A: Town of Lowell incorporated March 1, 1826—Population 2,500
City of Lowell April 1, 1836—Population 18,000
Q: Do you have Lowell High School yearbooks?
A: The library does not collect yearbooks of any kind. Lowell High School Library has a
small collection of LHS Yearbooks. We would suggest you follow up with the particular school to see if they have a similar collection.
Q: Are there any fiction books about Lowell?
A: Plenty. Lowell has been the muse for and setting of many a work of fiction. We have
created a partial list that’s available here Lowell in Fiction. If you know of a work that’s not included please let us know on our comment form.
Q: How do I research my home?
A: We have a number of resources which will help you research the history of your home.
- Your home might be listed in the Lowell Cultural Resources Inventory or the Lowell Neighborhoods: Historical Survey both of which have been digitized by UMass Lowell Libraries. We have bound print copies of the former survey in the our Reference Room.
- You may want to come in and look at our Lowell atlases: 1879, 1897, 1906, 1927, 1936 and City Directories from 1832 to present. Often times the atlases will show footprint information for structures and a listing of the owner at time of publication.
- You will want to check out the City of Lowell Geographic Information System. This handy resource features an interactive map with many “layers” allowing you to view municipal data, roadways, school districts, neighborhoods and more. Along with current information about particular properties, their assessed values, history and sales information. Lowellians are lucky to have such a rich online treasure-trove of community data.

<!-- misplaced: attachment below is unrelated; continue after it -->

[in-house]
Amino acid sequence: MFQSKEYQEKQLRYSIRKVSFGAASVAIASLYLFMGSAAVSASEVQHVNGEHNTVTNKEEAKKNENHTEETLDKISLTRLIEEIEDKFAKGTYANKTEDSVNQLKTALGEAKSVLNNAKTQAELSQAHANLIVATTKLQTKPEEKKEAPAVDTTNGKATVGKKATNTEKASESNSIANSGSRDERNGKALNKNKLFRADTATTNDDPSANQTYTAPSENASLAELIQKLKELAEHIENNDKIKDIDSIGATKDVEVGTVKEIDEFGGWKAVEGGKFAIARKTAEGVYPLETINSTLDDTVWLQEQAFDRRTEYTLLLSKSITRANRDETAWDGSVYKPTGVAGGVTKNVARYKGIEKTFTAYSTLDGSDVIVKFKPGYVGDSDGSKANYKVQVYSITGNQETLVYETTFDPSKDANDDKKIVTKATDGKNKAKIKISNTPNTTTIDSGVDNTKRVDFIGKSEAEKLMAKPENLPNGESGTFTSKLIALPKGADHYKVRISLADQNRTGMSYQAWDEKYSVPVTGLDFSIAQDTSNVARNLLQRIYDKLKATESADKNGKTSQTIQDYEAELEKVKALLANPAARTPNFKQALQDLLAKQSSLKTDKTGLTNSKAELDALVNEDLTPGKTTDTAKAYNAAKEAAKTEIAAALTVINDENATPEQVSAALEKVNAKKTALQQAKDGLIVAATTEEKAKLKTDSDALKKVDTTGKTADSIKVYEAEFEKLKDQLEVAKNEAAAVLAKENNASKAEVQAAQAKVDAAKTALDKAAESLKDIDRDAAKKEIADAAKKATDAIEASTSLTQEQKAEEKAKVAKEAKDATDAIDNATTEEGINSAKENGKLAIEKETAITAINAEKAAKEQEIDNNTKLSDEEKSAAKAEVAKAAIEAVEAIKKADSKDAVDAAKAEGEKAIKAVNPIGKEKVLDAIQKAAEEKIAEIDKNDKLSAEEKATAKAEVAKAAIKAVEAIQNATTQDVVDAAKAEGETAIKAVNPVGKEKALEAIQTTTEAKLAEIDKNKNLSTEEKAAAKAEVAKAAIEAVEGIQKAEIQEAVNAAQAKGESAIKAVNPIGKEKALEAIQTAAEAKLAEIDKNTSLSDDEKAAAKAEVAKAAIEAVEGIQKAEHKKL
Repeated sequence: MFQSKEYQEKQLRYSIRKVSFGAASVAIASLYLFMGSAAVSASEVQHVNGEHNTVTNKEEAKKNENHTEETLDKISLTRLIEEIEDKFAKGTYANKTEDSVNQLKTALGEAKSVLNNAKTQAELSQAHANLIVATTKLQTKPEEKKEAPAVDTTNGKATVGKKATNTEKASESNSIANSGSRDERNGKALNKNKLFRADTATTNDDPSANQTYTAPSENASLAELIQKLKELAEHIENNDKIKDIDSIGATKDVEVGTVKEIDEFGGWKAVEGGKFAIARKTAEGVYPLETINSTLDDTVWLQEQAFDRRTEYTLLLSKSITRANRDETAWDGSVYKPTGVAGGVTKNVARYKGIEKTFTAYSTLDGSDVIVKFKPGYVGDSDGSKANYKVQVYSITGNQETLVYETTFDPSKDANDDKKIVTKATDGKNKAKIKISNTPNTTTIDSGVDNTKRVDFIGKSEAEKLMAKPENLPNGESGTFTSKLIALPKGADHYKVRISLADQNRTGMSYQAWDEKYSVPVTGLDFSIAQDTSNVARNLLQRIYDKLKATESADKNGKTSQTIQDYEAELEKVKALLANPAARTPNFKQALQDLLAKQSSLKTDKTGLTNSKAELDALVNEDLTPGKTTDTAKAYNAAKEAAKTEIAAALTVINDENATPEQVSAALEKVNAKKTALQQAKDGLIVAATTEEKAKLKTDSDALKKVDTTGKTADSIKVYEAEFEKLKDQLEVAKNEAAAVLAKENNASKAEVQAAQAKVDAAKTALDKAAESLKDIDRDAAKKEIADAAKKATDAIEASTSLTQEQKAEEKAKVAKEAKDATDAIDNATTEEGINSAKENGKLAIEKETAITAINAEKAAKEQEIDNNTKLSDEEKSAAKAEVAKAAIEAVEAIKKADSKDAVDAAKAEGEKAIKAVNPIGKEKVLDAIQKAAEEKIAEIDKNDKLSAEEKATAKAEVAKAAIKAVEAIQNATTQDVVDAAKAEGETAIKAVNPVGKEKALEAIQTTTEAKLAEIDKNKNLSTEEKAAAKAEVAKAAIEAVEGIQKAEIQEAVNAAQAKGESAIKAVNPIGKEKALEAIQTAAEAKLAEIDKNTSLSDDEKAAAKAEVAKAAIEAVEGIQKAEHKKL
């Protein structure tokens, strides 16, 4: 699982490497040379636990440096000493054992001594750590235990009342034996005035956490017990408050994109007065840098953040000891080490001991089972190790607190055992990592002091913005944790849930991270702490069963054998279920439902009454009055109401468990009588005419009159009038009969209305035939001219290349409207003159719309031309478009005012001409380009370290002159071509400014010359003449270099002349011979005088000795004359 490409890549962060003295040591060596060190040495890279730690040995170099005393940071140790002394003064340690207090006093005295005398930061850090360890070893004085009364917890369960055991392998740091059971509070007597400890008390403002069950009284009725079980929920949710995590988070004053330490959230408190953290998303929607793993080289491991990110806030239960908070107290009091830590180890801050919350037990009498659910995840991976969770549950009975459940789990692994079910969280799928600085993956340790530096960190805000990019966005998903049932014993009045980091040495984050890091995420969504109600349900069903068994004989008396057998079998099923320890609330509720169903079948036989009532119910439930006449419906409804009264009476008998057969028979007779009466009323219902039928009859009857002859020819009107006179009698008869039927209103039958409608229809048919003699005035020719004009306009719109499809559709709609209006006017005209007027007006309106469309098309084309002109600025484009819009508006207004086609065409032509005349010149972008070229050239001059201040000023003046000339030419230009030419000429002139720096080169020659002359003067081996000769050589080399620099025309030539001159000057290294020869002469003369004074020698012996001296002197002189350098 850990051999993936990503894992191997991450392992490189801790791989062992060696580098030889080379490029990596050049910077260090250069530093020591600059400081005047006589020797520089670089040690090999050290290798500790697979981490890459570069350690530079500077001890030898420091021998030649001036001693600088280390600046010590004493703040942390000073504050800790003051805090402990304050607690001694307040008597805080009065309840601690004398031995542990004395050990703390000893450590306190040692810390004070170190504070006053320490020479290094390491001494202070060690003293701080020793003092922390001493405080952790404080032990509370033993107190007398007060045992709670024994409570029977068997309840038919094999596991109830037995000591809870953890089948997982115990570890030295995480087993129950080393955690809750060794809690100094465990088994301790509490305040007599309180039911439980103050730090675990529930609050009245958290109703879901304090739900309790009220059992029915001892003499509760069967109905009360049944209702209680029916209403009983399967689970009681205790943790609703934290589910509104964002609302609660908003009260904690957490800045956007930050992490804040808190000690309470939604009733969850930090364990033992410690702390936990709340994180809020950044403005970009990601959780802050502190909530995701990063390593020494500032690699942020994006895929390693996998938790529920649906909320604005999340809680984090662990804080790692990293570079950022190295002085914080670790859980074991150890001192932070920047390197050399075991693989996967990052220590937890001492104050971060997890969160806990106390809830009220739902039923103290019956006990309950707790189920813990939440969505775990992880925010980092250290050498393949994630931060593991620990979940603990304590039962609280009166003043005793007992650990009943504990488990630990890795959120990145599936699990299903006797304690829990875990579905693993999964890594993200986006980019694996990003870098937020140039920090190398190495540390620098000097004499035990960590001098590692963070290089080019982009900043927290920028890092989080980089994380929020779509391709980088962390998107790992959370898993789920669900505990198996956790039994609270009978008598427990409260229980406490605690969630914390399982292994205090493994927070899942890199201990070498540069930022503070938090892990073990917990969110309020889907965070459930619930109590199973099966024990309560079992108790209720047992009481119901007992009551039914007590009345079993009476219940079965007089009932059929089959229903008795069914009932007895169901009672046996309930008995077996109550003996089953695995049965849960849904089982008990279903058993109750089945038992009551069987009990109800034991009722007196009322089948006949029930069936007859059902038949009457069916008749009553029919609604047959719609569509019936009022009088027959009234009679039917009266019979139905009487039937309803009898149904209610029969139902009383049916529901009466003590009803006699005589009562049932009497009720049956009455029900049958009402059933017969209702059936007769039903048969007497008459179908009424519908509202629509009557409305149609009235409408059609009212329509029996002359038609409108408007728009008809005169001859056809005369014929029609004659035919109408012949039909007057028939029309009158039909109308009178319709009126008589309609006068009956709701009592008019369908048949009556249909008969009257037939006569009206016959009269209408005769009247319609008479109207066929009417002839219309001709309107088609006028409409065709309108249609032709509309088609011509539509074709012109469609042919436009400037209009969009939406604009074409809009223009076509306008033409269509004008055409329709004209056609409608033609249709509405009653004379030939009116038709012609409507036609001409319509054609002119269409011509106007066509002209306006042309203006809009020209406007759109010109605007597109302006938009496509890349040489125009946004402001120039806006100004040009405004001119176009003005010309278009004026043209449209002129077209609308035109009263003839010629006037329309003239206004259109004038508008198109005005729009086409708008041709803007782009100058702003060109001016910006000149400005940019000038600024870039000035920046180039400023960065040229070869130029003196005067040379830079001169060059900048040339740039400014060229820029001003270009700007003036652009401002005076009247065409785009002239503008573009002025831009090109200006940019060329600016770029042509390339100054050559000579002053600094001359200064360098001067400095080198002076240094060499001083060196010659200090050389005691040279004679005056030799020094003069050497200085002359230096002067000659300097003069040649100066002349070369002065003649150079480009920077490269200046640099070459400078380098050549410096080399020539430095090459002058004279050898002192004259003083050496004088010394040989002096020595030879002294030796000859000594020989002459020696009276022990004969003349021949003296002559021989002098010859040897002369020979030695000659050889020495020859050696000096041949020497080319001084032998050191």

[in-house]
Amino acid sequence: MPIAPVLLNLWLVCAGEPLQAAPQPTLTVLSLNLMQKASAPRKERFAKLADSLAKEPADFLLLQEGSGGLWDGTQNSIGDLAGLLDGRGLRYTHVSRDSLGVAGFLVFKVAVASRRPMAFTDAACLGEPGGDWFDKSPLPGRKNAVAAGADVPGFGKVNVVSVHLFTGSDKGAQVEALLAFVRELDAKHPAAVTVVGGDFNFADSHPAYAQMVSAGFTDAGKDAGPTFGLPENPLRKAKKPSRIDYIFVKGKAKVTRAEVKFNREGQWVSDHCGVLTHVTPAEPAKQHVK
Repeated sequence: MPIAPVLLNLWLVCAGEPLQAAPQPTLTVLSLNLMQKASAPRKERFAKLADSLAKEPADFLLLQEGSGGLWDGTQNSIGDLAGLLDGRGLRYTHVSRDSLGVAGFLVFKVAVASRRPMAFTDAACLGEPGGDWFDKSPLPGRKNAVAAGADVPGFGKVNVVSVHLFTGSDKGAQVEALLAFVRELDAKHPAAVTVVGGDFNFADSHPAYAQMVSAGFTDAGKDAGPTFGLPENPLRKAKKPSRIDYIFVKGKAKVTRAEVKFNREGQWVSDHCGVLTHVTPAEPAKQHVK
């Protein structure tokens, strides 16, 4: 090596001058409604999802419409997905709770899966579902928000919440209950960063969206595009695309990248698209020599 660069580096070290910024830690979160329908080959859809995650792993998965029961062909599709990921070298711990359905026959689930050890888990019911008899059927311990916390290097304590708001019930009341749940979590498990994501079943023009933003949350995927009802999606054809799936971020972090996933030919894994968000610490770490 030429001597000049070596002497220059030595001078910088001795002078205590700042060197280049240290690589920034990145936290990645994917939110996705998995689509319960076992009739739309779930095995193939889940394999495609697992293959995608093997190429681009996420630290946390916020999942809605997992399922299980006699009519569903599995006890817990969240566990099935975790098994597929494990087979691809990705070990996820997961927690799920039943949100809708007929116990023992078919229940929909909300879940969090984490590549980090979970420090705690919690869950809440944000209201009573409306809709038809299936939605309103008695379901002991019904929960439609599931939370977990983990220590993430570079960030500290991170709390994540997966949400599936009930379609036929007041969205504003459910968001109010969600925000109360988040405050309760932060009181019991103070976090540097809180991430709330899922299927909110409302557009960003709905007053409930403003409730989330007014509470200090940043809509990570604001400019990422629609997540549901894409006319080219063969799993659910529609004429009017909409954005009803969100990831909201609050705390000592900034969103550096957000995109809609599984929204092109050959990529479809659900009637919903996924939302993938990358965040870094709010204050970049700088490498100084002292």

Q: How can I obtain obituaries?
A: 1) Microfilm. We have The Lowell Sun on microfilm dating back to 1878 plus other area
newspapers (full list available on our collections page [research-collections]). You are welcome to use what microfilm we have during normal business hours. Requests for our reference department to do the research for you may be made in writing by postal mail attn: Reference Department or by filling out the form on our Ask a Question page or by sending your request in writing to: Attn: Local History Pollard Library, 401 Merrimack St., Lowell, MA 01852. There is a small charge of $5.00 for the first 15 minutes of research. If your request takes longer than 15 minutes, the charge is $15.00 per hour.
2) Online. We have a subscription to Access Newspaper Databases available for
in-library use. This database covers the years roughly 1900—1970. You can search by the person’s name or keyword to obtain a full text .pdf of the appropriate newspaper page. Please come in to the library and we can set you up and show you how to search.
To help you get started on your family research we’ve put together this page of books, magazines, and microfilm from our collection. There is also a list of helpful websites you may find useful to get you started filling in your family tree.
Don’t forget we have a lot of great material in our Local History Collection including Census Records, City Directories and Vital Records which will help you in your search. See the main Local History page for a full listing of the collection. As always, if you have any questions please visit our Ask a Question page and a member of our reference department will be glad to help guide your search.
Books at Pollard Memorial Library to get you started:
- Allen, Desmond Wall. First Steps in Genealogy: a beginner's guide to researching your family history - CALL NUMBER: S.C. 929.1 ALL